Read Full Post »


    First, let’s review the next months so you can plan ahead!

    August  Depends on which you like most, summer crops or winter crops.  Plant more summer crops you can’t get enough of!  If you love winter crops, get a head start!  Improve your soil as plants finish, areas become available. Midmonth start cool season SEEDS – celery, Brassicas: cabbage, brocs, Brussels sprouts, collards, cauliflower, kales, are good – or wait until September, Labor Day Weekend is perfect!   Make notes about your summer crops in your garden journal.
    September  First fall planting month, Labor Day weekend or bust!  Seeds are fun, transplants produce sooner.  Plant Sweet Peas for Christmas bloom!
    October  Transplants of all fall crops, but specially of cabbages and artichokes.  Cut Strawberry runners off to chill for Nov planting.
    November  Seeds of onions for slicing.  Wildflowers from seed (don’t let the bed dry out).  Strawberries in no later than Nov 5.  Transplants of winter veggies.
    December is winter’s June!  Crops are starting to come in, it’s maintenance time!

    Eight Fun August Garden Projects!

    1. Save your very best summer seeds
    2. Re/design your fall garden layout, checking your garden notes from last winter
    3. Get seeds for winter planting
    4. Build raised beds with wire protection to prevent gopher losses
    5. Prepare your soil – add manures, compost, appropriate amendments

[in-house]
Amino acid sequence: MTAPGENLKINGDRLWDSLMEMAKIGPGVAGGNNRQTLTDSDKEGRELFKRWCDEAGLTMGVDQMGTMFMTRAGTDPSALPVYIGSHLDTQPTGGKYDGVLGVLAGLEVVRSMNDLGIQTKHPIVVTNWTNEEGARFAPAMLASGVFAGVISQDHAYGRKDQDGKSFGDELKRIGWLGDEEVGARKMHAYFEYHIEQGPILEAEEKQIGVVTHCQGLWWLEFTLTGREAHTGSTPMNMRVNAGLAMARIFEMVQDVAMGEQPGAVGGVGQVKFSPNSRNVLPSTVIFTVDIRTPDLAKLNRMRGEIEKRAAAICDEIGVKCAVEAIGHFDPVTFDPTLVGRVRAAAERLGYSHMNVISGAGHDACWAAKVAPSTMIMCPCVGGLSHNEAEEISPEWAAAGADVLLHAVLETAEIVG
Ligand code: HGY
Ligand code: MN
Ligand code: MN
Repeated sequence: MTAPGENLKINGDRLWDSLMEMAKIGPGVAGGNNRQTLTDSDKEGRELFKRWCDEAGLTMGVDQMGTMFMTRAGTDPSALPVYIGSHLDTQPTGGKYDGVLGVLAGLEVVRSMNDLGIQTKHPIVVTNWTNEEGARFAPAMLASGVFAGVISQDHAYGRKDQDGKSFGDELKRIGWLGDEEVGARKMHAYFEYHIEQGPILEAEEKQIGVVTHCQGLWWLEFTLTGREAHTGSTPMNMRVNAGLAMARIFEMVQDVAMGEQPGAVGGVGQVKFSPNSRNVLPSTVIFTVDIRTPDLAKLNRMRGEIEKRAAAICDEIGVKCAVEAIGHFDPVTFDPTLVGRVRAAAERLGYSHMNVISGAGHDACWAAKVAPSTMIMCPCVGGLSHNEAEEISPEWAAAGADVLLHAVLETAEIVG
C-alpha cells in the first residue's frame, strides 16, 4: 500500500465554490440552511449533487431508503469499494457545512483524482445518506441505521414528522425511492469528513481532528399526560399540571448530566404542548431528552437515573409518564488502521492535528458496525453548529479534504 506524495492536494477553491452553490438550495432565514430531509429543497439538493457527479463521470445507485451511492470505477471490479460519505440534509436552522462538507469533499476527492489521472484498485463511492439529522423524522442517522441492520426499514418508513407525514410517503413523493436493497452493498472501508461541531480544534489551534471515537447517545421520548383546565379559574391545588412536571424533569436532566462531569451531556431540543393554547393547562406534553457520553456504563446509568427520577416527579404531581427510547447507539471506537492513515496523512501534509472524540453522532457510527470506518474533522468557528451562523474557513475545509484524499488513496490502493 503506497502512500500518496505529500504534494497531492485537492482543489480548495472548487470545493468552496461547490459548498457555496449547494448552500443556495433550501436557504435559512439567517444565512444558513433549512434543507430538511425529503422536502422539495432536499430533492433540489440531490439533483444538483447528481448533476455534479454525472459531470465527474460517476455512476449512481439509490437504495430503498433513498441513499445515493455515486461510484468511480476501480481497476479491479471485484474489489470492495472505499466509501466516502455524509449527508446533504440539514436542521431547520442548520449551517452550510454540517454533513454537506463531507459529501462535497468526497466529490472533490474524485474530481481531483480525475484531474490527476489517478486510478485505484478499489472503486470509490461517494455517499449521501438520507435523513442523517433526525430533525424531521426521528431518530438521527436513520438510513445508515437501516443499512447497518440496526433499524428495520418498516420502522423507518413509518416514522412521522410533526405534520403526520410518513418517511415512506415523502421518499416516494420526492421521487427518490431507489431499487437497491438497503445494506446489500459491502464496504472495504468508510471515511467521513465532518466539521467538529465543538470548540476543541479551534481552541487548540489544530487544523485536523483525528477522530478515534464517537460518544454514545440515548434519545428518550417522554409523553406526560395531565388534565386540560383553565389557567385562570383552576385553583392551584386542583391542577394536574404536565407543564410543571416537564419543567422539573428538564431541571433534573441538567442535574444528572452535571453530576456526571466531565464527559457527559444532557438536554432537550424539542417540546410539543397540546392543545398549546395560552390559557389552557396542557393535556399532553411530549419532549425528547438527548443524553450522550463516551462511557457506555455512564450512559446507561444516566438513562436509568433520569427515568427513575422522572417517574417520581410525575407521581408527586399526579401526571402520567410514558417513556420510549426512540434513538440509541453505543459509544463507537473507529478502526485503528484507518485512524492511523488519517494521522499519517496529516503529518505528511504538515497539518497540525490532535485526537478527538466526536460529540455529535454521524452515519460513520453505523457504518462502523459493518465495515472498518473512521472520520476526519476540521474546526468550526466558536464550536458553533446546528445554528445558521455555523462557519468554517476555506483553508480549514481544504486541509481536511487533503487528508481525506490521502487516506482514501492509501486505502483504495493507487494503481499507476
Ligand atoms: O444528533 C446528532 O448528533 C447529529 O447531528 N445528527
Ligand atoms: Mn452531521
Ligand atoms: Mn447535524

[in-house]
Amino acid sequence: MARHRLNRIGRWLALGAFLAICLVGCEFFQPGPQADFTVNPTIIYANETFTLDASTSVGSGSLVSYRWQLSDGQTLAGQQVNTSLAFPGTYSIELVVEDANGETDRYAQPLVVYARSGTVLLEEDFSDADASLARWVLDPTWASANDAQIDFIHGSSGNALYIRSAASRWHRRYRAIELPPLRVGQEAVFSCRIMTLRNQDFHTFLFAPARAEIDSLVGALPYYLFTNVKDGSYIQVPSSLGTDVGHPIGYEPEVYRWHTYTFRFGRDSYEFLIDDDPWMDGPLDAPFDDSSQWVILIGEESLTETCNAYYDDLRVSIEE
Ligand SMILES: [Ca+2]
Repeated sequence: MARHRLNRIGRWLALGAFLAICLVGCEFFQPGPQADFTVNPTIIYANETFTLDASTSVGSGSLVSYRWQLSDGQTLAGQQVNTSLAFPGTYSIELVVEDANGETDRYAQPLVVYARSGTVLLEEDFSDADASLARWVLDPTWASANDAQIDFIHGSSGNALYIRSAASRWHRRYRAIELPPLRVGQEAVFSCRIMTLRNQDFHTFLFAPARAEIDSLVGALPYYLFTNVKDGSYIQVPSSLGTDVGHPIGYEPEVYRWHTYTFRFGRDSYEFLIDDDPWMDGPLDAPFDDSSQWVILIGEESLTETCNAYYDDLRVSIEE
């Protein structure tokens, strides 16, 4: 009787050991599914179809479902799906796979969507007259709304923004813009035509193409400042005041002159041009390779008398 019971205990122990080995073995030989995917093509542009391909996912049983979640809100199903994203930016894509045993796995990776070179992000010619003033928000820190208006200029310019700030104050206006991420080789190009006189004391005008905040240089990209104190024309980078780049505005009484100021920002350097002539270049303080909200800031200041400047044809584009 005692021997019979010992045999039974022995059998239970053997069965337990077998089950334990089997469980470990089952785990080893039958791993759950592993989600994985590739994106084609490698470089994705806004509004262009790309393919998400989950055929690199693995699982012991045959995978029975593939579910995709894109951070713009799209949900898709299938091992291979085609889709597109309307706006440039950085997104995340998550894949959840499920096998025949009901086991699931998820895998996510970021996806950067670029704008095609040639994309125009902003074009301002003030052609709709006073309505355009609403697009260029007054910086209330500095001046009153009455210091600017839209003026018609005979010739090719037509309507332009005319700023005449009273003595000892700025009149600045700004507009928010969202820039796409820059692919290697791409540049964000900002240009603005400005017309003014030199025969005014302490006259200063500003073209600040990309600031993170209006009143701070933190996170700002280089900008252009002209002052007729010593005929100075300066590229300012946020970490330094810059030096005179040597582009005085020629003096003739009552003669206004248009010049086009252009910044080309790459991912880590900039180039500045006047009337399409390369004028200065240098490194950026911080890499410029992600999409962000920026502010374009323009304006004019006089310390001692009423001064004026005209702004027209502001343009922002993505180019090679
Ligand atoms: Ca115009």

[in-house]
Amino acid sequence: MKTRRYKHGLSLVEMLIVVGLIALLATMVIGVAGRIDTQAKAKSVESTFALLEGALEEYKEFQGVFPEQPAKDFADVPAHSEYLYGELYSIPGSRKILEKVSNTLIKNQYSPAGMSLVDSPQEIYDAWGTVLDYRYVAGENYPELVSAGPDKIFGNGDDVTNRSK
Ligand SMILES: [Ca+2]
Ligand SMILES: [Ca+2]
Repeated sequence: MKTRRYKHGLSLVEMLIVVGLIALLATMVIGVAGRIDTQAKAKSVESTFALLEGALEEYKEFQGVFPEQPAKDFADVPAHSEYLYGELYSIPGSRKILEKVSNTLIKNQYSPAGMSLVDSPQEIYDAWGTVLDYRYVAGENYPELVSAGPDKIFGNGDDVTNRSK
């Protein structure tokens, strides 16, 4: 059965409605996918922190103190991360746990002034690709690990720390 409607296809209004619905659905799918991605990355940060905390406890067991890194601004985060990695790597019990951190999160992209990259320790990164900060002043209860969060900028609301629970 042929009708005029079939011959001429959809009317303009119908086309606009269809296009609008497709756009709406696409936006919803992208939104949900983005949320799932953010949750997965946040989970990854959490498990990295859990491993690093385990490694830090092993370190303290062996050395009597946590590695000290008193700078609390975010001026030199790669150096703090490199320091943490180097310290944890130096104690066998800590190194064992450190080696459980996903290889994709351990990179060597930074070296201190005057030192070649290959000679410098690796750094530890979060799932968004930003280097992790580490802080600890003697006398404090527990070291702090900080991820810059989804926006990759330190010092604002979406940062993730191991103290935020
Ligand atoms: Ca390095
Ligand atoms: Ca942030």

6. Remove funky garden debris, compost healthy green waste
    7. Do greenhouse winter maintenance, build a greenhouse for winter production
    8. Make wonderful preserves, dehydrate, freeze, harvest seeds, make herbed oil & vinegar gifts, powdered herbs, pesto ‘ice’ cubes, dill pickles, candles, organic cosmetics!

    Now through October is the special time to take stock of your accomplishments, jot journal entries of what worked well, didn’t, how much you want to plant next spring, reminders what you would like to do differently or try next year.  Enter a reminder on your calendar to review these notes, say next Feb/March, when you will be planning your 2011 summer garden, buying spring seeds, getting starts going in the greenhouse!

    Plant more of faster growing summer crops you love, like beans – you will just have a shorter harvest time.  If you love winter crops, improve your soil as plants finish.  As areas become available, plant seeds midmonth, or wait until Labor Day weekend to plant!  If you don’t have enough room yet, establish a little nursery in an open area to plant celery, your Brassicas:  cabbage, brocs, Brussels sprouts, collards cauliflower, kales – to later  transplant into other garden areas, or spread apart, late September and October.  Or start in containers for later transplanting.  If you don’t have the time to tend them, simply get transplants at the nursery when you want them.  However, the beauty of planting from seed is you can get the varieties you want, you can experiment with new varieties!  A seed catalog is a lovely and dangerous thing.

    Plant peas at the base of your dying beans.  When you take your beans out, clip them off, leaving the roots, with the Nitrogen nodules legumes make, in the soil!  At the end of August, plant lettuces in shadier spots behind plants that will protect them during the September heat, but who will soon be done, allowing your lettuces full sun when it is cooler later on.  Remember, September can be HOT.

    Read Full Post »

    %d bloggers like this: